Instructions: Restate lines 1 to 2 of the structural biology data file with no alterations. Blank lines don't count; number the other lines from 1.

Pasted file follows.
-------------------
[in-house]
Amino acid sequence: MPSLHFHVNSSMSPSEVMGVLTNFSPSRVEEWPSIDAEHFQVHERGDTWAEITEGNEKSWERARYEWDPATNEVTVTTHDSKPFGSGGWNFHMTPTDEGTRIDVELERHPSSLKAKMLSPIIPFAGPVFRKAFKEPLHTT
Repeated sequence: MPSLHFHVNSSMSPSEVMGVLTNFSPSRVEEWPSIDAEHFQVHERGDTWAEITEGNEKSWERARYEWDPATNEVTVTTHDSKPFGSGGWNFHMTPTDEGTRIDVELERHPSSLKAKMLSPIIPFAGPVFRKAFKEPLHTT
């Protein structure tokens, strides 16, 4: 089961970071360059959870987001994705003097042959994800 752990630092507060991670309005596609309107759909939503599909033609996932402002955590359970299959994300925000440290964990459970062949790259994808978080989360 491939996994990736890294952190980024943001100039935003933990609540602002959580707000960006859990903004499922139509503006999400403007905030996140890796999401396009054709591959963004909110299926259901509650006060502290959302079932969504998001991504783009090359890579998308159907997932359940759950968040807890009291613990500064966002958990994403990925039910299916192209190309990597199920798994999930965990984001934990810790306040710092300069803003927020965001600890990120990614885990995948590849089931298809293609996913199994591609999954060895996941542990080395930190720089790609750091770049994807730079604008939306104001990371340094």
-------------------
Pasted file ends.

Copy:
[in-house]
Amino acid sequence: MPSLHFHVNSSMSPSEVMGVLTNFSPSRVEEWPSIDAEHFQVHERGDTWAEITEGNEKSWERARYEWDPATNEVTVTTHDSKPFGSGGWNFHMTPTDEGTRIDVELERHPSSLKAKMLSPIIPFAGPVFRKAFKEPLHTT